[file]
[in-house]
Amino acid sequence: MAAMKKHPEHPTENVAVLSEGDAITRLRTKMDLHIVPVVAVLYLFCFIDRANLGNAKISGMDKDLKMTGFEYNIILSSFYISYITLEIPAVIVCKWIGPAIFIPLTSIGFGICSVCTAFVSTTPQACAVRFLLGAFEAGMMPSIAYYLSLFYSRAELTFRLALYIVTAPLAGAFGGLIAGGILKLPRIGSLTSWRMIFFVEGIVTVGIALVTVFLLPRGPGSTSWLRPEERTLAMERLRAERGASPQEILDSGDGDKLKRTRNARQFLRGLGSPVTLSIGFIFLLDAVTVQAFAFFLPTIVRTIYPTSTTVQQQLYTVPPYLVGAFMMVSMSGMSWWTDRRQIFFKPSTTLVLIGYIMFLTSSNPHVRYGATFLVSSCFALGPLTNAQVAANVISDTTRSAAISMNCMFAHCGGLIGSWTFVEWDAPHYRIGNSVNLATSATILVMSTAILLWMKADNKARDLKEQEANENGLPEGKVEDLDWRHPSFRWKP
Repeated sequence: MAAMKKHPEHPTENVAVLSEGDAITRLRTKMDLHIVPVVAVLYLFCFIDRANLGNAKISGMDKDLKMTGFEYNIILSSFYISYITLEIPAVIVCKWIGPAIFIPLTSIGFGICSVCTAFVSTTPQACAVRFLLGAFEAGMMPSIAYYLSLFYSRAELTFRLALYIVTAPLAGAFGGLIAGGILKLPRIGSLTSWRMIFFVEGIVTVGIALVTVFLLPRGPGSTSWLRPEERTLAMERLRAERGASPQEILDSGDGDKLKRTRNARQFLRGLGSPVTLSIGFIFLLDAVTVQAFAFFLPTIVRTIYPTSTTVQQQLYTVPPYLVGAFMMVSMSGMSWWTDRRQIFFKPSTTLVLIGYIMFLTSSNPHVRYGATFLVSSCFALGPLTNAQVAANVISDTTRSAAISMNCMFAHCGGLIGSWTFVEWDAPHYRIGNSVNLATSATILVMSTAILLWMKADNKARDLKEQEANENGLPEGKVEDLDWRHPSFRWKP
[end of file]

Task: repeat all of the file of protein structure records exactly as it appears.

[in-house]
Amino acid sequence: MAAMKKHPEHPTENVAVLSEGDAITRLRTKMDLHIVPVVAVLYLFCFIDRANLGNAKISGMDKDLKMTGFEYNIILSSFYISYITLEIPAVIVCKWIGPAIFIPLTSIGFGICSVCTAFVSTTPQACAVRFLLGAFEAGMMPSIAYYLSLFYSRAELTFRLALYIVTAPLAGAFGGLIAGGILKLPRIGSLTSWRMIFFVEGIVTVGIALVTVFLLPRGPGSTSWLRPEERTLAMERLRAERGASPQEILDSGDGDKLKRTRNARQFLRGLGSPVTLSIGFIFLLDAVTVQAFAFFLPTIVRTIYPTSTTVQQQLYTVPPYLVGAFMMVSMSGMSWWTDRRQIFFKPSTTLVLIGYIMFLTSSNPHVRYGATFLVSSCFALGPLTNAQVAANVISDTTRSAAISMNCMFAHCGGLIGSWTFVEWDAPHYRIGNSVNLATSATILVMSTAILLWMKADNKARDLKEQEANENGLPEGKVEDLDWRHPSFRWKP
Repeated sequence: MAAMKKHPEHPTENVAVLSEGDAITRLRTKMDLHIVPVVAVLYLFCFIDRANLGNAKISGMDKDLKMTGFEYNIILSSFYISYITLEIPAVIVCKWIGPAIFIPLTSIGFGICSVCTAFVSTTPQACAVRFLLGAFEAGMMPSIAYYLSLFYSRAELTFRLALYIVTAPLAGAFGGLIAGGILKLPRIGSLTSWRMIFFVEGIVTVGIALVTVFLLPRGPGSTSWLRPEERTLAMERLRAERGASPQEILDSGDGDKLKRTRNARQFLRGLGSPVTLSIGFIFLLDAVTVQAFAFFLPTIVRTIYPTSTTVQQQLYTVPPYLVGAFMMVSMSGMSWWTDRRQIFFKPSTTLVLIGYIMFLTSSNPHVRYGATFLVSSCFALGPLTNAQVAANVISDTTRSAAISMNCMFAHCGGLIGSWTFVEWDAPHYRIGNSVNLATSATILVMSTAILLWMKADNKARDLKEQEANENGLPEGKVEDLDWRHPSFRWKP